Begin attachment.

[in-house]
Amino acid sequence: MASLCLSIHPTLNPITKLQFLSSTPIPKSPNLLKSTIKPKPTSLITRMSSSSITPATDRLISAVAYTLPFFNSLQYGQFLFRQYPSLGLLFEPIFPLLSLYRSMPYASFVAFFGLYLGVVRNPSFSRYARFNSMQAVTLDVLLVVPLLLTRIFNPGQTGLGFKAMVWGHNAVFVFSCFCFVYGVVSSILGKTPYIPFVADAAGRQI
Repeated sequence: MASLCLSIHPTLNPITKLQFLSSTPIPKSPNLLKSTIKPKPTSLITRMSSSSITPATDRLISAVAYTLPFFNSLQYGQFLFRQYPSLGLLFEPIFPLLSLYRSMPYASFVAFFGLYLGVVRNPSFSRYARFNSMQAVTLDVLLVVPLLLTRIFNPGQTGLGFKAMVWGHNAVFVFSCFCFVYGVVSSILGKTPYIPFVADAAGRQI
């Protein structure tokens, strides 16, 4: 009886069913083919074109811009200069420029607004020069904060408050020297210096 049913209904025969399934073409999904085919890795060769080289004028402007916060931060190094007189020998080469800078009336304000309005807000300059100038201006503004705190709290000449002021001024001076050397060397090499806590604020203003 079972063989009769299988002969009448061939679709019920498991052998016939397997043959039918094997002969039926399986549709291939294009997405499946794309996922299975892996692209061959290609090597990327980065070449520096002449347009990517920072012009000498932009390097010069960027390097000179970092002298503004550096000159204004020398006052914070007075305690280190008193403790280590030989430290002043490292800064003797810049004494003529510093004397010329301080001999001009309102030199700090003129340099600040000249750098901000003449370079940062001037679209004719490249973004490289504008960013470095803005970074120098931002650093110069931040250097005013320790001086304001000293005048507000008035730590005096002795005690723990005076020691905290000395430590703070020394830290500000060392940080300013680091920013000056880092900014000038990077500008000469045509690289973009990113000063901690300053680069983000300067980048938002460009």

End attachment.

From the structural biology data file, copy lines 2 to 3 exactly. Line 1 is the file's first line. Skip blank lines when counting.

Amino acid sequence: MASLCLSIHPTLNPITKLQFLSSTPIPKSPNLLKSTIKPKPTSLITRMSSSSITPATDRLISAVAYTLPFFNSLQYGQFLFRQYPSLGLLFEPIFPLLSLYRSMPYASFVAFFGLYLGVVRNPSFSRYARFNSMQAVTLDVLLVVPLLLTRIFNPGQTGLGFKAMVWGHNAVFVFSCFCFVYGVVSSILGKTPYIPFVADAAGRQI
Repeated sequence: MASLCLSIHPTLNPITKLQFLSSTPIPKSPNLLKSTIKPKPTSLITRMSSSSITPATDRLISAVAYTLPFFNSLQYGQFLFRQYPSLGLLFEPIFPLLSLYRSMPYASFVAFFGLYLGVVRNPSFSRYARFNSMQAVTLDVLLVVPLLLTRIFNPGQTGLGFKAMVWGHNAVFVFSCFCFVYGVVSSILGKTPYIPFVADAAGRQI